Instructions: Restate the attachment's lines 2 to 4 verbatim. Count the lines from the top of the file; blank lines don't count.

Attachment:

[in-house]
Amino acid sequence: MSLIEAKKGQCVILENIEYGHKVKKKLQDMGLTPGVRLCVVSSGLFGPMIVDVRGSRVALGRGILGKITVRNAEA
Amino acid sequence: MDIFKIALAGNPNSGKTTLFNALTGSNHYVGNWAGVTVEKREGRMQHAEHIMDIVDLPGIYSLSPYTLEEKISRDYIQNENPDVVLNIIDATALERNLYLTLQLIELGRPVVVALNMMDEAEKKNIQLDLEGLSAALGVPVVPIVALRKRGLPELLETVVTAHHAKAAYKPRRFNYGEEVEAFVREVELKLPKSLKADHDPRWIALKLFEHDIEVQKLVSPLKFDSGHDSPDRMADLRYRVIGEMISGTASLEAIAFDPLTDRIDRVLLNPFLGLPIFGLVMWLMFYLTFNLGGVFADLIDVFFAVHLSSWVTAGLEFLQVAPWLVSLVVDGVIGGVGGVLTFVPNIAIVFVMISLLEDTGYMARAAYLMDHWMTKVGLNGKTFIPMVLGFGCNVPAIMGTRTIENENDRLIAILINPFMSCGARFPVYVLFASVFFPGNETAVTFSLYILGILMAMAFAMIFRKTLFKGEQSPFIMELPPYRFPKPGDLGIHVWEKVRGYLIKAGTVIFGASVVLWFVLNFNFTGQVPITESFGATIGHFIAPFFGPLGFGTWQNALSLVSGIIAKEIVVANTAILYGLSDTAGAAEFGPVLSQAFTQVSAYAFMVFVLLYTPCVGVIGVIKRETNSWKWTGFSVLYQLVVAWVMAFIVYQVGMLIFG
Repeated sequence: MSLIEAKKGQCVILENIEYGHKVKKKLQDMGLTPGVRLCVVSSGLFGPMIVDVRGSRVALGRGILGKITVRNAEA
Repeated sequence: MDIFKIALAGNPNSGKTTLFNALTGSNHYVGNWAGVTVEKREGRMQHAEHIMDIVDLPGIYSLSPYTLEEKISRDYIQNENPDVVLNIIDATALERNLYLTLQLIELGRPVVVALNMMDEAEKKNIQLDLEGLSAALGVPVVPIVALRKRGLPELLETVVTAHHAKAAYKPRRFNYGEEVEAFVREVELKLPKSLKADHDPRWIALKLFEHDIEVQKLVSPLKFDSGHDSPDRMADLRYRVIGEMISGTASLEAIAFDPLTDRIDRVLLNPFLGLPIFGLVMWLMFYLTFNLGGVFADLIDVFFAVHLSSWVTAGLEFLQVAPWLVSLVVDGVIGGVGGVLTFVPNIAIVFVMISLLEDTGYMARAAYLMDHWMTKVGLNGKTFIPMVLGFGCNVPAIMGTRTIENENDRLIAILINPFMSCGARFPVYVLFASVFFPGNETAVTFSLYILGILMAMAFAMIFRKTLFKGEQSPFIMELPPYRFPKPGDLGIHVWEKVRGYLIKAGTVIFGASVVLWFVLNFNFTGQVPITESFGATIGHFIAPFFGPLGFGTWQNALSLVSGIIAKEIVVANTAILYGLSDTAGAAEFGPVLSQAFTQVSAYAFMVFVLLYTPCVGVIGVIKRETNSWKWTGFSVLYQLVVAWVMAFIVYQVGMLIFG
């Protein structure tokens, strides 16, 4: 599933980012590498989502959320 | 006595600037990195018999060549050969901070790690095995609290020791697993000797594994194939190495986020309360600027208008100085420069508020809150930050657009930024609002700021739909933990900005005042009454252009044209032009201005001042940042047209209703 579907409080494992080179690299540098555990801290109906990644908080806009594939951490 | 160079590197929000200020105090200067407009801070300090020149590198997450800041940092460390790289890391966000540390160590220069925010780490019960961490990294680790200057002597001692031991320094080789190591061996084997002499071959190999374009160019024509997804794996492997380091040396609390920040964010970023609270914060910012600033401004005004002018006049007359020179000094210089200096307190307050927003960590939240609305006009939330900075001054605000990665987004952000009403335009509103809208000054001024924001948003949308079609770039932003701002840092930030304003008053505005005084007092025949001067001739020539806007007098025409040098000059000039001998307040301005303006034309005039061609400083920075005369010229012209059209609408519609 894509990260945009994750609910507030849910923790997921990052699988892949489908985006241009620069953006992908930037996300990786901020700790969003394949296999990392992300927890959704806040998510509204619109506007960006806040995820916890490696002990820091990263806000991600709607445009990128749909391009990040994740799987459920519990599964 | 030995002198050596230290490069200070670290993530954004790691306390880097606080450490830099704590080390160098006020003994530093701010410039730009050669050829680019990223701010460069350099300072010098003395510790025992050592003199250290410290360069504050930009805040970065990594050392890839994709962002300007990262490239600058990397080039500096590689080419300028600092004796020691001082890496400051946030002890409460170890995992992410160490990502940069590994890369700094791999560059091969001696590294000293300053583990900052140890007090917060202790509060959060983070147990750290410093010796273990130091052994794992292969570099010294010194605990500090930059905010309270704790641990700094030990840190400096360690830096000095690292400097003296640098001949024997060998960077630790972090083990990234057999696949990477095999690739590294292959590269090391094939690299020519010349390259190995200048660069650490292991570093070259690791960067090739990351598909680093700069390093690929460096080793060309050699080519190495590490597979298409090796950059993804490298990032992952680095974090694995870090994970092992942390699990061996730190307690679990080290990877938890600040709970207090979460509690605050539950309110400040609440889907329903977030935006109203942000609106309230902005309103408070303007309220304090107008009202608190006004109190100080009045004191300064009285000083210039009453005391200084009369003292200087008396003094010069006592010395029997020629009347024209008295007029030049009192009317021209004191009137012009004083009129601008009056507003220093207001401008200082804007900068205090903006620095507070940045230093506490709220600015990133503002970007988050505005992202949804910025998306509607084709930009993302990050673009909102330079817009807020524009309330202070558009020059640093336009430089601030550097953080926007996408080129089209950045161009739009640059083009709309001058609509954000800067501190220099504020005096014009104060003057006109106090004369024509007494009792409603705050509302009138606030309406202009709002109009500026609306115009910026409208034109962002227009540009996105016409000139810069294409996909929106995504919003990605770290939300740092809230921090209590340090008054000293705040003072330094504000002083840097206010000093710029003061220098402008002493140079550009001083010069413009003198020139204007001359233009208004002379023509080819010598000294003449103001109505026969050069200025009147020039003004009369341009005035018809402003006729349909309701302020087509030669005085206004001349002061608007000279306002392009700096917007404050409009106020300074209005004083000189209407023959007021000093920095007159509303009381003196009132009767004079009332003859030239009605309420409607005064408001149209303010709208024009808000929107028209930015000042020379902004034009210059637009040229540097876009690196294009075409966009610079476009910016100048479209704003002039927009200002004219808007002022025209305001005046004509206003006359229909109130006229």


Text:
Amino acid sequence: MSLIEAKKGQCVILENIEYGHKVKKKLQDMGLTPGVRLCVVSSGLFGPMIVDVRGSRVALGRGILGKITVRNAEA
Amino acid sequence: MDIFKIALAGNPNSGKTTLFNALTGSNHYVGNWAGVTVEKREGRMQHAEHIMDIVDLPGIYSLSPYTLEEKISRDYIQNENPDVVLNIIDATALERNLYLTLQLIELGRPVVVALNMMDEAEKKNIQLDLEGLSAALGVPVVPIVALRKRGLPELLETVVTAHHAKAAYKPRRFNYGEEVEAFVREVELKLPKSLKADHDPRWIALKLFEHDIEVQKLVSPLKFDSGHDSPDRMADLRYRVIGEMISGTASLEAIAFDPLTDRIDRVLLNPFLGLPIFGLVMWLMFYLTFNLGGVFADLIDVFFAVHLSSWVTAGLEFLQVAPWLVSLVVDGVIGGVGGVLTFVPNIAIVFVMISLLEDTGYMARAAYLMDHWMTKVGLNGKTFIPMVLGFGCNVPAIMGTRTIENENDRLIAILINPFMSCGARFPVYVLFASVFFPGNETAVTFSLYILGILMAMAFAMIFRKTLFKGEQSPFIMELPPYRFPKPGDLGIHVWEKVRGYLIKAGTVIFGASVVLWFVLNFNFTGQVPITESFGATIGHFIAPFFGPLGFGTWQNALSLVSGIIAKEIVVANTAILYGLSDTAGAAEFGPVLSQAFTQVSAYAFMVFVLLYTPCVGVIGVIKRETNSWKWTGFSVLYQLVVAWVMAFIVYQVGMLIFG
Repeated sequence: MSLIEAKKGQCVILENIEYGHKVKKKLQDMGLTPGVRLCVVSSGLFGPMIVDVRGSRVALGRGILGKITVRNAEA